Pay Up or Lose Everything: What Madison Avenue Should Know About The WPP Ransom Hack

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The wrong kind of viral.
The wrong kind of viral. Credit: istock

Employees at WPP and Mondeléz, among other companies, arrived at work Tuesday to a rude suprise: A digital ransom note on their locked PCs that demanded they pay up or lose all of their files.

Staffers with infected computers were greeted with a message saying that the user's files had been encrypted -- and that it would cost more than 300 in bitcoin (around $600,000) to free them -- in part of a worldwide cyberattack. The ransomware ground businesses to a halt for at least a day.

The attacks on their computer systems were likely related to similar ones that exploited a Microsoft vulnerability earlier this year.

So, what exactly happened?
WPP and Mondeléz were among thousands of companies attacked with "ransomware," which can infect computer systems, phones, e-mail and other services. In this type of attack, the hacker typically asks for money to go away, and they are not looking to hack e-mails or steal data, according to Tom Pageler, chief risk and information security officer at Neustar.

The attackers usually ask for payment in Bitcoin, a digital currency that can't be traced, but paying the hackers is the last thing a company wants to do.

"If you pay the ransom it will likely get unlocked," Pageler said. "But you don't want to be in this position again."

So what do you want to do?
"Business continuity is the most critical issue in the C-Suite," Pageler said. "If you can't even conduct bare bones business then it all breaks down."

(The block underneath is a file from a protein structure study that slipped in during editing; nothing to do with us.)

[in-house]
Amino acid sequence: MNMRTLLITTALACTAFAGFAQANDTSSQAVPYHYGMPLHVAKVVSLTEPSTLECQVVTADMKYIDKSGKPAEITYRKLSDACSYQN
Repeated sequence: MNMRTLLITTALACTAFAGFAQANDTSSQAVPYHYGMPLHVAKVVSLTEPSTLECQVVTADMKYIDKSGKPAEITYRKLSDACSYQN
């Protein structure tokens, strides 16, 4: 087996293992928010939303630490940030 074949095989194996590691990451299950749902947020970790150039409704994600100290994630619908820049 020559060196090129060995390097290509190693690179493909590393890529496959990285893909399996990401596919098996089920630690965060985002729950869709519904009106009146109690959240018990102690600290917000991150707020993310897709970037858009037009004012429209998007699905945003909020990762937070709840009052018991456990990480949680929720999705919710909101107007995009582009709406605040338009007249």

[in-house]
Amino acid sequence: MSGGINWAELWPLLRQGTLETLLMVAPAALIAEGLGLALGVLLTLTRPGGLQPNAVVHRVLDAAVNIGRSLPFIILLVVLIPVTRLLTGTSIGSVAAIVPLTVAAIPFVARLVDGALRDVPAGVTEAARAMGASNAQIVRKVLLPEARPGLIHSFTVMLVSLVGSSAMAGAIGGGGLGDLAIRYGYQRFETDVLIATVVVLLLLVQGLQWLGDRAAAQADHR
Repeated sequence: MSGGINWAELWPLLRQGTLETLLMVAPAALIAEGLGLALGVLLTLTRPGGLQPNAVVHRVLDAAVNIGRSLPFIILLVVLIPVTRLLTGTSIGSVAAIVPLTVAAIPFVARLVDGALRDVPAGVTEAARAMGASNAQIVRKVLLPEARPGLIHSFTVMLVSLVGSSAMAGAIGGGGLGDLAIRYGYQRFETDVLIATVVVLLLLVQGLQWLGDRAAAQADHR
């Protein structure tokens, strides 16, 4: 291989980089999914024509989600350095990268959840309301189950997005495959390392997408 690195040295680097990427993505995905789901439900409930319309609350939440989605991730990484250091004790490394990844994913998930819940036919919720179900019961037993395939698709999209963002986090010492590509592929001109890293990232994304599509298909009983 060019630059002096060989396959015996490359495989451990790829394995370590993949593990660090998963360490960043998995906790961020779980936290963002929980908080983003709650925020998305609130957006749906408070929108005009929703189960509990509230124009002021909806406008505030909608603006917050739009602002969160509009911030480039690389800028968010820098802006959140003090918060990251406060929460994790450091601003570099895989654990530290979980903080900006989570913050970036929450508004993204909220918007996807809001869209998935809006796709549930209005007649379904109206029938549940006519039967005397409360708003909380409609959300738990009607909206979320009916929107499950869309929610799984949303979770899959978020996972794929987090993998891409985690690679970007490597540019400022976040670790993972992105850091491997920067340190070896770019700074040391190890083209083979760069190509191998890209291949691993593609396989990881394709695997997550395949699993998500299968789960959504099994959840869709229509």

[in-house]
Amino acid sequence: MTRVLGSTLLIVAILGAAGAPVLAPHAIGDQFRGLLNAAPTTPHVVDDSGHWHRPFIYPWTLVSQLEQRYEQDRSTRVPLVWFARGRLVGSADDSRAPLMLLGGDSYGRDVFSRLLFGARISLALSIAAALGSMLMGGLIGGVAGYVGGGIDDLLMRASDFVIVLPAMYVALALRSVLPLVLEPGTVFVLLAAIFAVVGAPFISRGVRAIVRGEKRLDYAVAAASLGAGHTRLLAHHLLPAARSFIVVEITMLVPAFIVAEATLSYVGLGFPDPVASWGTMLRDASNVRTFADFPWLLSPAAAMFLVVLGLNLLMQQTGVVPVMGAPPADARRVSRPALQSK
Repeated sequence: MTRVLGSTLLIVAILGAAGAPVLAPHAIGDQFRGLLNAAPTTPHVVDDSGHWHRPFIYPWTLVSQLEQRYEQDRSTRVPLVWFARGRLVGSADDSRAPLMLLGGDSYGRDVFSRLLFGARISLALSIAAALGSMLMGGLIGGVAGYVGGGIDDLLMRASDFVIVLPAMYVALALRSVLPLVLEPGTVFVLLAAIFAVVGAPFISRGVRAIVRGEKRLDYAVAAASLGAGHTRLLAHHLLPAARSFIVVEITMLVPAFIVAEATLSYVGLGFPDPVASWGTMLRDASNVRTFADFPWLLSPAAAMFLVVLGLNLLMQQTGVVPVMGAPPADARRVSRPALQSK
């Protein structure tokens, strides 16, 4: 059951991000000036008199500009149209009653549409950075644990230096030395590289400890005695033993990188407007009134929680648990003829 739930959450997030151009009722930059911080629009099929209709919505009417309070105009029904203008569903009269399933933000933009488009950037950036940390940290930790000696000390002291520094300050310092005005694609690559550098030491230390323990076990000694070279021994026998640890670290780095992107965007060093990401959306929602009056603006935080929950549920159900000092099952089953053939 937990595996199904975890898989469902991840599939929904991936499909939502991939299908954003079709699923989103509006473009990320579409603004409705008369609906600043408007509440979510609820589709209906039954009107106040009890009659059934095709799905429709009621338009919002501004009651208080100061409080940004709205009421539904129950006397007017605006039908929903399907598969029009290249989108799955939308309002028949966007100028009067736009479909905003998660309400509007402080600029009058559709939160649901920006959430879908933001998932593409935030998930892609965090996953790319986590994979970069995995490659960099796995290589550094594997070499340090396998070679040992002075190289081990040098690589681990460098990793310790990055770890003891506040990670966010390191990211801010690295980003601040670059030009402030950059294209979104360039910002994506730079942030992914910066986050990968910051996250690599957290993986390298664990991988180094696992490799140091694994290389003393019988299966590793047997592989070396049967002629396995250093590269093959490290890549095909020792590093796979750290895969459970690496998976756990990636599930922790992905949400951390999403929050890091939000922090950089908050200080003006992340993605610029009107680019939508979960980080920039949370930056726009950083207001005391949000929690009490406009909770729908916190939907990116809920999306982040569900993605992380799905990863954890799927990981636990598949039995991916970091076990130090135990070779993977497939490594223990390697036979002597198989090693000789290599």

Ideally companies have planned for such an attack, and they have backup systems for their software, data, phones and internet technology.

"Secure your data make sure it's always available for yourself and your customer," Pageler said.

If a company has planned for this type of break-in, then it would have a disaster recovery plan in place, with contingencies to access its most critical systems.

Is any data at risk for WPP clients or Mondeléz consumers?
Not as much as people would think. WPP does work with major brands and advertisers, but this type of attack does not typically look to steal data.

"A lot of ransomware does not do this, does not let the hackers in in the meantime, but there's no absolute," said Justin Cappos, professor in the computer science and engineering department at the NYU Tandon School of Engineering.

That's reassuring, but how did this even happen? Can it happen to me?
The type of attack exploits a vulnerability through Microsoft servers. Last month, there was a similar attack called "Wannacry," which hit hospitals in the U.K. That ransomware hack came with a "kill switch" and was poorly written, according to Pageler.

Security experts warn many companies to update their systems.

How do you insulate yourself?
The National Security Agency allegedly discovered an exploit called "EternalBlue" in Microsoft servers earlier this year. Microsoft released a patch in March, however clearly not everyone updated their servers. The EternalBlue exploit was used in May during the "Wannacry" attack in the U.K. and elsewhere. The latest attack resembled a variant of "Wannacry" dubbed Petya, though some security groups have said the attack is not the same as Petya and are calling it NotPetya. It could take time to sort out.

So this was preventable?
Large organizations like WPP and Mondeléz have many offices, and many servers, and more vulnerabilities -- and may not have had time to update their Microsoft servers.

Should a company have some emergency Bitcoin on hand, and just pay these people?
No. That's the last resort, and a company can get Bitcoin quickly if needed.

How do you know these hackers will do what they say?
There is some honor among thieves, security experts say, and the hackers know if they get a company to pay they should hold up their end of the bargain -- otherwise, no one would pay them again.

Still, don't pay them.

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